Food Workers, members of Unite Here Local 8 marched through the airport.
Waving messages on paper plates, airport food-service workers led a march through Sea-Tac Airport calling on the Port of Seattle to emphasize good food and good jobs at our airport. Port executives are currently considering changes in how food services operate at our airport that threaten to undermine the good jobs these workers have won over the years by joining together as members of Unite Here Local 8.
Working Washington and other community supporters were there to stand with these workers as they marched and sang through our airport for good food and good jobs. We loudly sang a modified version of “We shall not be moved” and after crisscrossing the airport we arrived at the arrivals hall where workers shared their stories. Continue reading
Did you ever wonder what goes on when the CEO of a big corporate airlines like Alaska Airlines reports directly to international investment companies about how the company is doing?
The way these calls usually work is a very official-sounding moderator ceremoniously first announces the CEO. After he paints a rosy picture of quarterly and, in this case, year-end earnings, the moderator solemnly announces each investor in turn for questions. This is when the formal tone breaks down. The investors and executive staff fall into a relaxed easy-going Q&A – often calling each other by first names. It sounds like old friends knocking back a few beers and slapping each other on the back congratulating each other for a job well done. Continue reading
By Nathan Jackson
“This here is a broken gear shift,” Alex Popescu, an Aircraft Service International Group,(ASIG) fueler said pointing at a blown up picture of a 5,000 gallon fuel truck gear shift. “ASIG fixed it as you can see, with good ol’ duct tape.”
Alex pointing to a picture of the broken gear shift in a 5000 gallon fuel truck fixed by duct tape.
ASIG is a poverty wage contractor hired by Alaska Airlines. This contractor treats workers poorly requiring them to work with shoddy equipment.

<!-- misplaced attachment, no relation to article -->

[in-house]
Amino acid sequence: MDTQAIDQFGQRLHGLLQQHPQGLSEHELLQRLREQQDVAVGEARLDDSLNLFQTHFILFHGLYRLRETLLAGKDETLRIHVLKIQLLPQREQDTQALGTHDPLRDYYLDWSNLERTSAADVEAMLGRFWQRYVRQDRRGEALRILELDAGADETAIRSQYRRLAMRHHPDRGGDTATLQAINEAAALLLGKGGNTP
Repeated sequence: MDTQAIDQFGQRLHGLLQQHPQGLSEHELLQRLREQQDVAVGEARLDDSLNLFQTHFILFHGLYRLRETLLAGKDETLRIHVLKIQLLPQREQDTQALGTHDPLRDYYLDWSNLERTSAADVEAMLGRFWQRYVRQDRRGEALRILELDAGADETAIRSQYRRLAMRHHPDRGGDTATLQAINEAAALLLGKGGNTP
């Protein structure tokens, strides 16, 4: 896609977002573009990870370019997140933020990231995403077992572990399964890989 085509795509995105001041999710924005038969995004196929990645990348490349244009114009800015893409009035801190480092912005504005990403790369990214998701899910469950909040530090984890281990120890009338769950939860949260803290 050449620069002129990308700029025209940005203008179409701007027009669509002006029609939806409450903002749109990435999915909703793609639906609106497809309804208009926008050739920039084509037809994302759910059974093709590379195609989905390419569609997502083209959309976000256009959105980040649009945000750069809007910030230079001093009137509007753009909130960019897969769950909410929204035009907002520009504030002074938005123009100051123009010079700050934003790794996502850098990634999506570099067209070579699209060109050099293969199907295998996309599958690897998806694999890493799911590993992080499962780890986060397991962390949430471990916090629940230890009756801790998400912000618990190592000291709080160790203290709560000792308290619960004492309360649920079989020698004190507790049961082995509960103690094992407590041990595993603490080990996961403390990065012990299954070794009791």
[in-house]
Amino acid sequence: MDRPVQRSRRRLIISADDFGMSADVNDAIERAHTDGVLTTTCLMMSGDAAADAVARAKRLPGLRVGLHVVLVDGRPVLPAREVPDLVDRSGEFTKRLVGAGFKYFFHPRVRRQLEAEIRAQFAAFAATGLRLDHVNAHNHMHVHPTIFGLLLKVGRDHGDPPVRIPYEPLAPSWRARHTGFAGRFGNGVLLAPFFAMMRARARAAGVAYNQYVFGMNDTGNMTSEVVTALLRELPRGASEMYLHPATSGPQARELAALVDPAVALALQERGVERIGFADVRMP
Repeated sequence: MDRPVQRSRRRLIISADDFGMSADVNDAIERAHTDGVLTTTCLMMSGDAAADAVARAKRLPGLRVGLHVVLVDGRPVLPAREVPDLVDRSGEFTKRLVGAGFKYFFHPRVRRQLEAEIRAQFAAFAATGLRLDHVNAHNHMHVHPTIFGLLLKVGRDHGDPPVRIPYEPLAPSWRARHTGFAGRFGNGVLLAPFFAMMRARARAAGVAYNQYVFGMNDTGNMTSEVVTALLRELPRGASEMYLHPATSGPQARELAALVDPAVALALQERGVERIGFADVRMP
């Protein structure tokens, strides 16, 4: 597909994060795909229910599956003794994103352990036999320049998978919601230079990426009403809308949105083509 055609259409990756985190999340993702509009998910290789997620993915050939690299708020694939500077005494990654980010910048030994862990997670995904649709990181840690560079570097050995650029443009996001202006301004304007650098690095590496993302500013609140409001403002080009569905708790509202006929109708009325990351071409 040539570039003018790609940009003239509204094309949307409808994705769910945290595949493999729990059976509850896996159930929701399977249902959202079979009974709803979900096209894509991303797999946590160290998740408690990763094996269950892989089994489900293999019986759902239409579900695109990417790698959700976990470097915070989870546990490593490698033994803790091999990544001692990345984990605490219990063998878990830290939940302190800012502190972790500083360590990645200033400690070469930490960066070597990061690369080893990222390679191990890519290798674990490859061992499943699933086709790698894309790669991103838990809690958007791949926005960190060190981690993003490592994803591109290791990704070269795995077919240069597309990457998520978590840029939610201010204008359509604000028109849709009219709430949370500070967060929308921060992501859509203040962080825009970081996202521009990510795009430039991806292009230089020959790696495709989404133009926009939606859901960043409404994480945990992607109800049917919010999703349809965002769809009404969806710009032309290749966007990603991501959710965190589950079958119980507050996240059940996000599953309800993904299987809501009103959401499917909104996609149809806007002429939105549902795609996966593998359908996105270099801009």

When Sea-Tac fueler Alex Popescu brought up workplace safety issues like soft brakes and taped up gear shifts to ASIG management, they ignored him. When Alex brought his safety concerns to the Port of Seattle in public forums, and then reported a broken truck to his manager, ASIG suspended him.
Workers have had enough.
Op-ed by Mia Gregerson for the Seattle Times.
ALASKA Airlines has been praised for cutting costs and increasing profits over the past three years, all while maintaining quality customer service and flying its planes on time. What you may not know is that many of the employees responsible for the airline’s record of service do not actually work for Alaska Airlines.
In fact, many of the workers who serve Alaska passengers are among the thousands of poverty-wage workers who are employed not by the airlines or by the airport itself, but by low-bid contractors.
by Thea Levkovitz
Sea-Tac airport fueler, Alex Popescu, sat down before the Port of Seattle Commission on Tuesday, reached into the trash bag he had brought and pulled out his jet fuel soaked work shirt. Every day, fueling Alaska Airlines planes with broken down hoses and equipment, his uniform and those of his co-workers get sprayed and soaked with jet fuel.
While he showed the panel an array of other safety issues, from dangerously damaged ladders to faulty nozzles, the fumes arising from his work shirt permeated the commission chamber. The smell got so bad that Alex had barely finished his short two minutes of testimony when he was told that he had to take his work clothing out of the room because it was a fire hazard.